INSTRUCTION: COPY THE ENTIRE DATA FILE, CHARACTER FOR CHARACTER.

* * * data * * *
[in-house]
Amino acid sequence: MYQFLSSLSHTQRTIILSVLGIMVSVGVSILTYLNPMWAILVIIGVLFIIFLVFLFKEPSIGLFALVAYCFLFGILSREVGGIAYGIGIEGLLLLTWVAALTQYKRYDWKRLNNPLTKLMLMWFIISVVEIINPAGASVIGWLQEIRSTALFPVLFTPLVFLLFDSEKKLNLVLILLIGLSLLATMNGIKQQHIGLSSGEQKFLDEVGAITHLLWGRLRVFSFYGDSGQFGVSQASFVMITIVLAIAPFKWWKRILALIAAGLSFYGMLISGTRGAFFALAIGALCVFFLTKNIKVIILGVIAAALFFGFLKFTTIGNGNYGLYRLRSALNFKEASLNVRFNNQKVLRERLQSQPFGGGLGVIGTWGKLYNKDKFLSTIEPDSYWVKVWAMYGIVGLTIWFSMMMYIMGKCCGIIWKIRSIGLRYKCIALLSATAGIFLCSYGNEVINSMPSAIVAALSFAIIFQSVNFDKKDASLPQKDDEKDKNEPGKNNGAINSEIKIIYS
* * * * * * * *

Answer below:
[in-house]
Amino acid sequence: MYQFLSSLSHTQRTIILSVLGIMVSVGVSILTYLNPMWAILVIIGVLFIIFLVFLFKEPSIGLFALVAYCFLFGILSREVGGIAYGIGIEGLLLLTWVAALTQYKRYDWKRLNNPLTKLMLMWFIISVVEIINPAGASVIGWLQEIRSTALFPVLFTPLVFLLFDSEKKLNLVLILLIGLSLLATMNGIKQQHIGLSSGEQKFLDEVGAITHLLWGRLRVFSFYGDSGQFGVSQASFVMITIVLAIAPFKWWKRILALIAAGLSFYGMLISGTRGAFFALAIGALCVFFLTKNIKVIILGVIAAALFFGFLKFTTIGNGNYGLYRLRSALNFKEASLNVRFNNQKVLRERLQSQPFGGGLGVIGTWGKLYNKDKFLSTIEPDSYWVKVWAMYGIVGLTIWFSMMMYIMGKCCGIIWKIRSIGLRYKCIALLSATAGIFLCSYGNEVINSMPSAIVAALSFAIIFQSVNFDKKDASLPQKDDEKDKNEPGKNNGAINSEIKIIYS